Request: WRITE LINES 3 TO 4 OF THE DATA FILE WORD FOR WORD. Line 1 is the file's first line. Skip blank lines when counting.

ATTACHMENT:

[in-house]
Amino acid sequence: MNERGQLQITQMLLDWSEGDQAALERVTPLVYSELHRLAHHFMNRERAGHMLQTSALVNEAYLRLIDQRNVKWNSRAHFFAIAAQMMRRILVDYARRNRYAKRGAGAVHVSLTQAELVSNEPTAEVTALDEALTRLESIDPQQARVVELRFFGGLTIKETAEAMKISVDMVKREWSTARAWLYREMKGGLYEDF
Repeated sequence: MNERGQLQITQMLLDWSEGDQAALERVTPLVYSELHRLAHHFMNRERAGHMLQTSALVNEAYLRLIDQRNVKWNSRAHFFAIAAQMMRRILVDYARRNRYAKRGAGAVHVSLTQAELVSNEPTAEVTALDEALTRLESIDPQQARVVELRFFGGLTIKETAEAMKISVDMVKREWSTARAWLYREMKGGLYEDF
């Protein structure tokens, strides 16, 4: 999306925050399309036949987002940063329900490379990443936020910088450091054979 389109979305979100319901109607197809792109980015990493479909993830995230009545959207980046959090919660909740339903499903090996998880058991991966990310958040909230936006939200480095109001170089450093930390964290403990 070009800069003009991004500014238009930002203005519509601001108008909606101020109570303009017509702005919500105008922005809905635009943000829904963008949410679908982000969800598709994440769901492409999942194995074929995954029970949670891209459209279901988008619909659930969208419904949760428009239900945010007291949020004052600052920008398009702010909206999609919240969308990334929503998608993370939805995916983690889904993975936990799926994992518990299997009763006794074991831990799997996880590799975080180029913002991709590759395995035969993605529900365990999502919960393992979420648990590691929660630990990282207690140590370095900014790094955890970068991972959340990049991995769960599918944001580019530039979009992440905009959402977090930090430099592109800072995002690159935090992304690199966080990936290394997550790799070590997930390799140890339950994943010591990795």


Repeated sequence: MNERGQLQITQMLLDWSEGDQAALERVTPLVYSELHRLAHHFMNRERAGHMLQTSALVNEAYLRLIDQRNVKWNSRAHFFAIAAQMMRRILVDYARRNRYAKRGAGAVHVSLTQAELVSNEPTAEVTALDEALTRLESIDPQQARVVELRFFGGLTIKETAEAMKISVDMVKREWSTARAWLYREMKGGLYEDF
């Protein structure tokens, strides 16, 4: 999306925050399309036949987002940063329900490379990443936020910088450091054979 389109979305979100319901109607197809792109980015990493479909993830995230009545959207980046959090919660909740339903499903090996998880058991991966990310958040909230936006939200480095109001170089450093930390964290403990 070009800069003009991004500014238009930002203005519509601001108008909606101020109570303009017509702005919500105008922005809905635009943000829904963008949410679908982000969800598709994440769901492409999942194995074929995954029970949670891209459209279901988008619909659930969208419904949760428009239900945010007291949020004052600052920008398009702010909206999609919240969308990334929503998608993370939805995916983690889904993975936990799926994992518990299997009763006794074991831990799997996880590799975080180029913002991709590759395995035969993605529900365990999502919960393992979420648990590691929660630990990282207690140590370095900014790094955890970068991972959340990049991995769960599918944001580019530039979009992440905009959402977090930090430099592109800072995002690159935090992304690199966080990936290394997550790799070590997930390799140890339950994943010591990795």